Ukraine at war: Continuity and displacement
More than 2 million people, so far, have fled Ukraine for other European countries since the beginning of the Russian invasion, according to the United Nations. The UN Refugee Agency is expecting around 4 million refugees this week, while the Red Cross estimates that about 7 million are displaced internally.
“This is a very intense flow on the international community,” said Greta Uehling, an anthropologist and lecturer in international and comparative studies at the University of Michigan. “We’re looking at a humanitarian population of somewhere around 11 million people displaced from their homes. And that doesn’t include military casualties or other people that are going to need assistance.”
For Uehling, who studies the subjective experience of military conflict and forced displacement in Ukraine, “this is a story about continuity, not change. These are people who will do everything in their ability to nurture and sustain a livable world with the people that they love.”
It has been nearly two weeks since Russia invaded Ukraine. Historically, how long ago did this conflict start?
From the Ukrainian perspective, it’s year eight. It all started when Crimea was occupied in 2014. At that point, the international community’s response was weak. No one wanted to antagonize Russia with our other problems and domestic issues. So it’s key to acknowledge that what began a few weeks ago is a dramatic escalation of a process that began eight years ago.
Also, it is important to know that people being displaced from their homes are primarily women, children and the elderly because the men have been asked to stay and fight to defend their country. Many of these individuals have been displaced once or perhaps twice in the last eight years due to those initial conflicts in Crimea as well as the ensuing conflict over the eastern region of the country known as Donbas.
I worked on a project about internal displacement in Ukraine for three years and interviewed about 150 internally displaced people within Ukraine from 2015 till 2017.
The interesting thing is that everything that’s happening right now is consistent with my central findings from those years: What I found was a place with political upheaval, military conflict in residential areas and armed saboteurs that was paradoxically also a place where people had a very strong moral compass and ethics thrived.
I studied practices that people developed for reestablishing a livable world. I use the term everyday war to describe how civilians ended up trying to maintain peace amongst themselves to the extent possible but also ended up participating in the conflict. There’s a profound quality of resilience surrounding all of these activities.
How do you see Ukraine’s president Volodymyr Zelenskyy’s actions?
President Zelenskyy has risen to this challenge and refused to be dominated or to cower in any way. What do you do if you have a leader in the neighboring country that will not bow to your pressures and demands? That’s very threatening for a country like Russia that wants to reinforce its values and top priorities in Ukraine.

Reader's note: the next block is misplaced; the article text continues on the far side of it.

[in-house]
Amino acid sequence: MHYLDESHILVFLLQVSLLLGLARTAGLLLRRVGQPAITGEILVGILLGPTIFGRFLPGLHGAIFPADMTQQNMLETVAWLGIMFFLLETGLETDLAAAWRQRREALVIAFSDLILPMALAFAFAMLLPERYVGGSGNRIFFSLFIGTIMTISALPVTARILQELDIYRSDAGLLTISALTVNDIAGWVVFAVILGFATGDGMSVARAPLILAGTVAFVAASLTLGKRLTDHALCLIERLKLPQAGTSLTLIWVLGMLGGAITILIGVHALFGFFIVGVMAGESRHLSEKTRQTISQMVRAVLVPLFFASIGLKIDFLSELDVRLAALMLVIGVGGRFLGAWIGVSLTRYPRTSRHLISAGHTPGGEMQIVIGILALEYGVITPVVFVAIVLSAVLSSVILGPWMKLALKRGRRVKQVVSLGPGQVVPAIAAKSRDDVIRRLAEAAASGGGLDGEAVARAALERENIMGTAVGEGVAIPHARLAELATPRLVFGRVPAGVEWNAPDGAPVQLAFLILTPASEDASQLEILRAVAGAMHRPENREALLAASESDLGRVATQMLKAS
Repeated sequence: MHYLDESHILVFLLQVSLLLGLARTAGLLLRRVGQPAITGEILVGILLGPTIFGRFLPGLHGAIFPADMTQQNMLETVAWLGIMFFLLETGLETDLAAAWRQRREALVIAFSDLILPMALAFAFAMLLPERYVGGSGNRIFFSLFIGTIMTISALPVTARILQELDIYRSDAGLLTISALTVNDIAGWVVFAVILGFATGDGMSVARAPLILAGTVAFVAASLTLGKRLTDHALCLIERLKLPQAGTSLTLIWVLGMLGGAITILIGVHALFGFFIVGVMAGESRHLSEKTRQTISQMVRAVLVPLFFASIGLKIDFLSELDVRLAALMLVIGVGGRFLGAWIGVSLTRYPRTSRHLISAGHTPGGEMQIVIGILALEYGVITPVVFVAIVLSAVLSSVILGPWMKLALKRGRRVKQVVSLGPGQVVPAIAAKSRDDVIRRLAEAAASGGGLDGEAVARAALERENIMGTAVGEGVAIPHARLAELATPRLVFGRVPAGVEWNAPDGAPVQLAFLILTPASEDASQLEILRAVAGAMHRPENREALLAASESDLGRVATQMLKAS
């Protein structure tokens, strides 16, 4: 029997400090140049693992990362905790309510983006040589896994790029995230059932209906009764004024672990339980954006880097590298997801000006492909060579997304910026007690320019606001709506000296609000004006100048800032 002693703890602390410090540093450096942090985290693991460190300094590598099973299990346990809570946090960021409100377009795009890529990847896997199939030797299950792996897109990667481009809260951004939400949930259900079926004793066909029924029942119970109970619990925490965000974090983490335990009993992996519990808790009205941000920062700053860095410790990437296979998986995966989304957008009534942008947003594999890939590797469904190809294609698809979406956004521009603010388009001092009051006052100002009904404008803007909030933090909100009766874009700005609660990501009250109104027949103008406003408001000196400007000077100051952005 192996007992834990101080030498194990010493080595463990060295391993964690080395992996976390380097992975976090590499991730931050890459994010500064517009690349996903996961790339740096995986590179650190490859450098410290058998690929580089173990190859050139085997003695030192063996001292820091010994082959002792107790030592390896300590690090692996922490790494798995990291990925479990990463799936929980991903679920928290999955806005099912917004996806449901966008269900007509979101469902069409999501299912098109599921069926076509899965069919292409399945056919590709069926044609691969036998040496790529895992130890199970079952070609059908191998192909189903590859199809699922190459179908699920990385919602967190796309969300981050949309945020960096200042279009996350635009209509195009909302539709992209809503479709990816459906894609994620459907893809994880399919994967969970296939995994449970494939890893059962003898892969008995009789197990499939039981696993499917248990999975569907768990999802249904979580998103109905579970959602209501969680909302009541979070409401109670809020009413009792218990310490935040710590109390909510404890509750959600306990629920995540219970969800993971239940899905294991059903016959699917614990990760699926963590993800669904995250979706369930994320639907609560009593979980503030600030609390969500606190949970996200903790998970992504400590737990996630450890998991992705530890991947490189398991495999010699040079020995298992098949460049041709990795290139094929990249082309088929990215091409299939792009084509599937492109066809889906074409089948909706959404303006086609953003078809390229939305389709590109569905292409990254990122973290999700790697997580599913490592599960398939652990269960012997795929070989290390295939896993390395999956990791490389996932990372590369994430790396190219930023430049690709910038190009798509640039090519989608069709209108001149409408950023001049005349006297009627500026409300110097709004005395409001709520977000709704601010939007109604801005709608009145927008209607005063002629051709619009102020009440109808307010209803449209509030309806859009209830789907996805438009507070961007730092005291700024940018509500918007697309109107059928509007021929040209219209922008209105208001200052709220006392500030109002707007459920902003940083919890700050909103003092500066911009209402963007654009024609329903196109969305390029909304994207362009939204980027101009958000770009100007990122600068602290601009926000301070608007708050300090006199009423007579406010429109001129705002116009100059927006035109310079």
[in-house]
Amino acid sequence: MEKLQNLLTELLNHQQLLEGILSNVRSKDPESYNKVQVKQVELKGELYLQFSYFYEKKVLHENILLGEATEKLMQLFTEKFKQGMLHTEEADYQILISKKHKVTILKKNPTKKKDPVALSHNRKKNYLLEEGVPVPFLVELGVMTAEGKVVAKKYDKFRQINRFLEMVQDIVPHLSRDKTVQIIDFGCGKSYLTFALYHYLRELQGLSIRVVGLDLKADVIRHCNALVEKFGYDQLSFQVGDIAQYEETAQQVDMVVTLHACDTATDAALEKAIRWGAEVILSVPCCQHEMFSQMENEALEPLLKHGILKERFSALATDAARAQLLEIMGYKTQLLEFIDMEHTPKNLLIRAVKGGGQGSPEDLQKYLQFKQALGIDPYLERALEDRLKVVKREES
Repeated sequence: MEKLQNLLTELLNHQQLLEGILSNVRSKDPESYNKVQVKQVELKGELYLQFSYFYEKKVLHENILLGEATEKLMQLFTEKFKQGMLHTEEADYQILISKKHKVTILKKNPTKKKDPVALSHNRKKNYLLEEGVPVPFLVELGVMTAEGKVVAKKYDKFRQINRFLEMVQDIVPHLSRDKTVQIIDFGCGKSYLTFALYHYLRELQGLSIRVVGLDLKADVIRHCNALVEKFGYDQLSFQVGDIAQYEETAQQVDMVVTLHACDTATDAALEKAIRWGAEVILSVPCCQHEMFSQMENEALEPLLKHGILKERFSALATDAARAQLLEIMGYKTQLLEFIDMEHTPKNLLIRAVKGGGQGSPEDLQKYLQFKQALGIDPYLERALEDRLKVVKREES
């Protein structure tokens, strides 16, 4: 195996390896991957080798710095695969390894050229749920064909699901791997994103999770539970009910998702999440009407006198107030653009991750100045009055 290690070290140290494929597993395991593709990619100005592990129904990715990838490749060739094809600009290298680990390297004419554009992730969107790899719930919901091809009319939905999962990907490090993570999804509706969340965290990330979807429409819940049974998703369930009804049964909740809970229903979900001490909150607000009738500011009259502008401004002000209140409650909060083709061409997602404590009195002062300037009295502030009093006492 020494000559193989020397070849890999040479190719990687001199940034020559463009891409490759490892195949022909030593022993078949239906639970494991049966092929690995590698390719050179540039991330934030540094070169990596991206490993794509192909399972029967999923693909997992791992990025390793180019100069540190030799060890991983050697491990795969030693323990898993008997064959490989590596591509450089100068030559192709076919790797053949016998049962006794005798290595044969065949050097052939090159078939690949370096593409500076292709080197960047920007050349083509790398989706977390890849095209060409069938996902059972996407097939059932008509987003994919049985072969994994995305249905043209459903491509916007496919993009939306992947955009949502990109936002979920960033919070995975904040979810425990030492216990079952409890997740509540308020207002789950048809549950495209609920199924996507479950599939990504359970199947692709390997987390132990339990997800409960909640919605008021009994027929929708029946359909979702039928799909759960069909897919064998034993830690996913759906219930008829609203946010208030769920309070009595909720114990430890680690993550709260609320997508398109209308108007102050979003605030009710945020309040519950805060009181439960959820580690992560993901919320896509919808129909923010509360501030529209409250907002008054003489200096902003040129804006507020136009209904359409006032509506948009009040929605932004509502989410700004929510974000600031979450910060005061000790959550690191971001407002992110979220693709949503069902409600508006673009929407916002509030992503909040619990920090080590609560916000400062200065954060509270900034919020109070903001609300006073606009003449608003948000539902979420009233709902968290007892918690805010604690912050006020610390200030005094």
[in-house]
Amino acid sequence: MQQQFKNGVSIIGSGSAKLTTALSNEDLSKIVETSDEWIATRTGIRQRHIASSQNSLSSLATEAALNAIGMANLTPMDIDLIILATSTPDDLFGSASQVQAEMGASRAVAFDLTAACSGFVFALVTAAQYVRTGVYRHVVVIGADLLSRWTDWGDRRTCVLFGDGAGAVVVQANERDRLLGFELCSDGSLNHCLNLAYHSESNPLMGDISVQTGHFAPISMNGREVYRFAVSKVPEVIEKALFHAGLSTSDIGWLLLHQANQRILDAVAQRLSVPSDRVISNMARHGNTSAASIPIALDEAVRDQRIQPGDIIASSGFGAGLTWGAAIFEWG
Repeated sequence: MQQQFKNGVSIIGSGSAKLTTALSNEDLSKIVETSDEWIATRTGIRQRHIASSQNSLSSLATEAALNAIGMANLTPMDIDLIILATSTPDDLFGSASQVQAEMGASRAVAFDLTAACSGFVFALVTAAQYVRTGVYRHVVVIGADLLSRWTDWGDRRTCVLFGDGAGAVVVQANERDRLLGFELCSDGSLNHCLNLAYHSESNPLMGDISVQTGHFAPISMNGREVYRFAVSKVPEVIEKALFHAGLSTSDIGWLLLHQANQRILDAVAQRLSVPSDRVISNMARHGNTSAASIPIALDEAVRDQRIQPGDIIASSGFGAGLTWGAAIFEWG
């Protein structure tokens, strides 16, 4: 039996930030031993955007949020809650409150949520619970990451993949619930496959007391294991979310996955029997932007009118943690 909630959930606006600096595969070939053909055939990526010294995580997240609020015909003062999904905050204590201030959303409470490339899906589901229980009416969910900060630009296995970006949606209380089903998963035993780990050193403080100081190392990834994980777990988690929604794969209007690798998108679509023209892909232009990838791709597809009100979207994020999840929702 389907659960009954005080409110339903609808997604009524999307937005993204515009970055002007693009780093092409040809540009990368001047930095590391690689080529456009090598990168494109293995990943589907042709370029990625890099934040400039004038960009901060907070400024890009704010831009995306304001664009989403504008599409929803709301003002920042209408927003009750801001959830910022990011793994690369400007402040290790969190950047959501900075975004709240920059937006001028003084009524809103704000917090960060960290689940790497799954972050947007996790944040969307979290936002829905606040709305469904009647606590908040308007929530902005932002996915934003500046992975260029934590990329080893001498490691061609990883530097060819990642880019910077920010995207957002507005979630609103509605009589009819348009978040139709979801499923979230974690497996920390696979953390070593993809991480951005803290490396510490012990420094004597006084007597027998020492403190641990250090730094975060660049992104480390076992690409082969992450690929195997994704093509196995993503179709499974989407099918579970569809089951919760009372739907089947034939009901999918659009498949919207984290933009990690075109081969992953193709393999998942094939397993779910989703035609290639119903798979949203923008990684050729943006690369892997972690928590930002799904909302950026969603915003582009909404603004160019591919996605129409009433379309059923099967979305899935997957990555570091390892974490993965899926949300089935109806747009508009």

I admire many of his statements. One of them saying, “I need ammunition, not a ride.” He’s risen to this challenge beautifully. He’s galvanized a lot of support. We saw a civic identity blossoming around the 2013-2014 revolution. This idea of the Ukrainian identity is based on a civic nation that unites people of different ethnicities, languages and cultural backgrounds around norms and values of democratic governance. That’s very powerful in Ukraine right now, and that’s precisely what threatens the authoritarian Russian regime.
How should the West respond moving forward?
The way the West proceeds is a very delicate matter. I’m 100% in favor of maximizing humanitarian assistance to the civilian population. The number of refugees is rising daily. As I understand the situation right now, there’s not a problem with stock but distribution.
What needs to happen is a very robust and coordinated distribution of clean water, food, medicine, shelter throughout the country. That’s challenging because communication is not efficient. The internet goes in and out, the same with electricity. This reality complicates the distribution of humanitarian aid.
Another piece of this is really what happens to traumatized people; it’s a complex response. One of the things I’ve seen in my research is that, over time, the bar of what’s tolerable changes. They can tolerate a lot, and that is not necessarily psychologically healthy if violence becomes normalized.
How do you see this third round of talks between Russia and Ukraine?
I’m not very optimistic that these peace talks will bear much fruit. It will be more effective if Ukraine stands up to Putin and fights back in a way that proves he can’t possibly win. Ukrainian people will never give up. Putin can’t make them Russian, no effort in the world. He would face 100 years or more of resistance.
The younger generation has embraced their country’s direction, European heritage and values. They have their own literature, their own history and their own language. They have their own cultural traditions.
It’s a tall order, but I would hope that Ukraine, with its own resources and those supplied by others, would repel the Russian army back to their previous borders. It’s important to recognize the losses and sacrifices being made right now. Maybe this is an opportunity for scholars and politicians to come to a more accurate understanding of the history of the region and the value that Ukraine represents to the rest of the world.
Uehling has a forthcoming book called “Everyday War,” based on her research in Ukraine.